The Press Tribune article by reporter Mike Butts presents a worthwhile read regarding the events of this summer, detailing State Senator John McGee's actions and publicly humiliating behavior. Sen. McGee spoke publicly for the first time in detail.
"The 38-year-old Caldwell senator, who met with the Idaho Press-Tribune Monday night, said he drank way too much and can't explain the hours-long gap in his memory.
"I've had to make a lot of apologies. ... I know people are disappointed in me," McGee said. "I'm incredibly disappointed in what I did."
McGee, who remains on probation, said he offers no excuses for his actions. And even though his attorney advised him not to give details, McGee said he wanted to answer questions and put the issue behind him."
Dan Popkey of The Idaho Statesman has an interview with Senator McGee in today's paper, too.
I commend Senator McGee for recently meeting with the Press Tribune - for surely he would eventually have to face his hometown paper - his tone and content seem sincere and as re-countable as any person could muster under such an alcohol influence.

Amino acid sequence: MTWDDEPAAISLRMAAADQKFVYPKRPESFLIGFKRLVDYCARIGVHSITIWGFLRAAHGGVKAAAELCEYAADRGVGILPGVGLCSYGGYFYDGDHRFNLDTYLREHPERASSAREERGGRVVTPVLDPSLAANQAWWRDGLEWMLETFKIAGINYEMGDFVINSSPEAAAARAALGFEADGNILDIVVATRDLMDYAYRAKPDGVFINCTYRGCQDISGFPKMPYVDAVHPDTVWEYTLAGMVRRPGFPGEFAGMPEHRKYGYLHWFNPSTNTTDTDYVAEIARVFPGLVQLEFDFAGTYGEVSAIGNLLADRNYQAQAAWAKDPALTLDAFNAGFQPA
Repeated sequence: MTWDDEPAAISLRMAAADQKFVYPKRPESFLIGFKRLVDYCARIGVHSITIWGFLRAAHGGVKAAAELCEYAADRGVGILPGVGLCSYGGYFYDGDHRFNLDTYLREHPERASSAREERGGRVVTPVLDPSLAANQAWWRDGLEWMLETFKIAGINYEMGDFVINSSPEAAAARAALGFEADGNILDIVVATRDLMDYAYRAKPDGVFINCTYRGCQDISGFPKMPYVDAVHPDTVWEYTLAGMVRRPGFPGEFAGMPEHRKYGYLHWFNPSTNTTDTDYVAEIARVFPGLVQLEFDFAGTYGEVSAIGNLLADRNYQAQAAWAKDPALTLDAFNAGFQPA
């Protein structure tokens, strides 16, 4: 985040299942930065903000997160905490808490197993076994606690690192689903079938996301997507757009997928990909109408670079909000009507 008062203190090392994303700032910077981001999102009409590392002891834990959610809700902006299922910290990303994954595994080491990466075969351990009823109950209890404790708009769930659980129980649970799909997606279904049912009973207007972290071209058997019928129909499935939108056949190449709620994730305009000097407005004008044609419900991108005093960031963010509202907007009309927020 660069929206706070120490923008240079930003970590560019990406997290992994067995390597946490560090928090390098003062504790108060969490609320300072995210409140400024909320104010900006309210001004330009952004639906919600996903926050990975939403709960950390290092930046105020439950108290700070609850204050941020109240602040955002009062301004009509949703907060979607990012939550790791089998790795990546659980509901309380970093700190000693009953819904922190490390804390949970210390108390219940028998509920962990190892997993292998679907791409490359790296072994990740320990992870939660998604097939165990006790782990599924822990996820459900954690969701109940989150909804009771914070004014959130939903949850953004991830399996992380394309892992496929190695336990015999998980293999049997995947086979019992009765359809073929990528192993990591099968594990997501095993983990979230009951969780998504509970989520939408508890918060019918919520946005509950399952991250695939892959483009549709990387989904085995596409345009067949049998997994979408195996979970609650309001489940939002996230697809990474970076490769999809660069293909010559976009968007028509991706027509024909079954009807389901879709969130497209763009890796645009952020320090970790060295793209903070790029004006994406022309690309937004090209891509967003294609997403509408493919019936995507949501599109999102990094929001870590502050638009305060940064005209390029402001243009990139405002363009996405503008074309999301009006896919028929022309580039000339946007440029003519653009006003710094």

Wanting to get it "behind him" may sound, to some, like a politically convenient thing to do as the session opens this week. I don't. I've worked with thousands of folks in the clutches of substance abuse. Taking a fierce inventory of who and where they are is vital to future health; moving past one's poor behavior is key. Moving towards complete sobriety is paramount.
He can move forward, personally. He will also most likely be held accountable, publicly, by the voters for his actions. Both are needful for healing.
I think his introspection is wise. I also think his willingness to not just see, but to also publicly state, how his drunken behavior hurt many people who supported him and believed in him, is very wise for John to do.
John McGee's greatest decision is not whether he remains in the Idaho State Senate (or in its "leadership") - but whether he actively seeks a program to help him with his drug abuse, for surely alcohol is his drug of choice - and he can beat it.
His lovely wife and precious children now need a healthy, alive member of their family - not an inebriated local senator, in the future slumped over the front seat of yet another crashed car. John McGee is a very fortunate man to have those around him love him so much.
Mr. McGee also has a select circle of personal friends who must now tell him the God-honest truth about his behavior of recent days and months. It is my hope that he listens to them.
The interview by Mike Butts shows that John McGee is capable of learning and being very vulnerable.
Good for him. Good for his family.
What is good for Idaho will yet soon be seen.